The results of a campus climate survey released Monday on sexual misconduct at the University of Virginia shows nearly one in four undergraduate women has experienced sexual assault or sexual misconduct since enrolling, and that more than two-thirds of University students do not believe the University would take action against an offender if an assault were reported.
Though bystander intervention programs have been a hallmark of University sexual assault education and prevention programs, nearly 77 percent of respondents said they did nothing in a situation in which they witnessed a drunken person heading for a sexual encounter.
University President Teresa Sullivan said she expects this number to be lower in the future because students are going through mandatory training.
The Association of American Universities conducted the survey last April, nearly five months after Rolling Stone published a now-retracted story detailing the graphic rape of a University student named Jackie. The University was one of 27 schools surveyed and participated voluntarily. The survey was distributed to all undergraduate and graduate students, and more than one quarter of the student body responded.
Only 28 percent of students said they believed it was very or extremely likely that University officials would take action against an offender in a case of sexual assault. This is compared to an average 45 percent of students from all universities surveyed, representing one of the largest gaps.
Less than half of students believe it is very or extremely likely that a fair investigation would occur, at 42 percent.
University students are also significantly more likely to say sexual assault is a problem on Grounds than are students at other schools. Nearly 39 percent reported sexual assault is very much or extremely problematic, compared to an average 20 percent.
Overall, almost 13 percent of students at U.Va. reported experiencing sexual assault or sexual misconduct by physical force, threats of physical force or incapacitation since enrolling.
These incidents occurred among 23.8 percent of female University undergraduates, a figure approaching but not surpassing the survey-wide average of 24.2 percent.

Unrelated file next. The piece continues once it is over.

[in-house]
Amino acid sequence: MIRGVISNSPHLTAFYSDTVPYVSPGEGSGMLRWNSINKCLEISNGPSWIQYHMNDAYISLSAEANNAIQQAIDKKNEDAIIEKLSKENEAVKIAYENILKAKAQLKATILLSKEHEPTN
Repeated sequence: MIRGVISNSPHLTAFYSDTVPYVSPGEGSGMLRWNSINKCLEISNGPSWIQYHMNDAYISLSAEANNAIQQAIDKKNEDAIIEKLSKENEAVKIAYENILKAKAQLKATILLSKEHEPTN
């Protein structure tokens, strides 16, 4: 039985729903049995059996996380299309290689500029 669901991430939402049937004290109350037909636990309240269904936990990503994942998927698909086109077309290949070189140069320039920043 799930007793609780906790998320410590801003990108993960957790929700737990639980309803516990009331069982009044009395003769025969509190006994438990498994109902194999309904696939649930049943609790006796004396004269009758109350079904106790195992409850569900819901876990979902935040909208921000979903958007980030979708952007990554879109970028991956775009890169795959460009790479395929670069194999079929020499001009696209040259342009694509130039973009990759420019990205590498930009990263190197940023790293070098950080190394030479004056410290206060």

Almost 5 percent of male undergraduates reported experiencing sexual assault or sexual misconduct.
Barely half of students said they believe it is likely a victim would be supported by other students if he or she reports an assault to a University official, at 56 percent.
Reported student awareness of University resources ranged from 85 percent (the University’s Counseling and Psychological Services) to 19 percent (the University’s Title IX coordinator).
When compared to the aggregate AAU survey findings, University students reported more knowledge of resources, policies and procedures surrounding sexual assault, said Education Prof. Nancy Deutsch, who was involved in developing the survey.
The Obama administration has called for universities and colleges to conduct campus climate surveys since launching a task force on student sexual assaults in January 2014.
Sullivan said the University will repeat the climate survey periodically to get a sense of changing perceptions on Grounds.
“The survey results provide an important baseline of information that will enable us to measure and track our efforts as we continue to enhance the safety of our community while promoting a culture of respect at the University,” Sullivan said. “The AAU Climate Survey does represent one more way in which we’re trying to improve the conditions [on Grounds].”
Student Council President Abraham Axler, a third-year College student, said the percent of University students who believe campus officials would take action against an offender was "among the most guiding results."
Still, he sought to highlight that not all survivors would like to take action against a perpetrator, nor does any survivor who does take action have an obligation to share his or her story.
"The combination of these two factors may inform some of the discrepancy between U.Va. and the AAU average," Axler said in a statement.
University of Virginia Campus Climate Survey Results
A previous version of this story ran with the headline "Nearly one in four women sexually assaulted at U.Va." The article has been updated to clarify the statistic.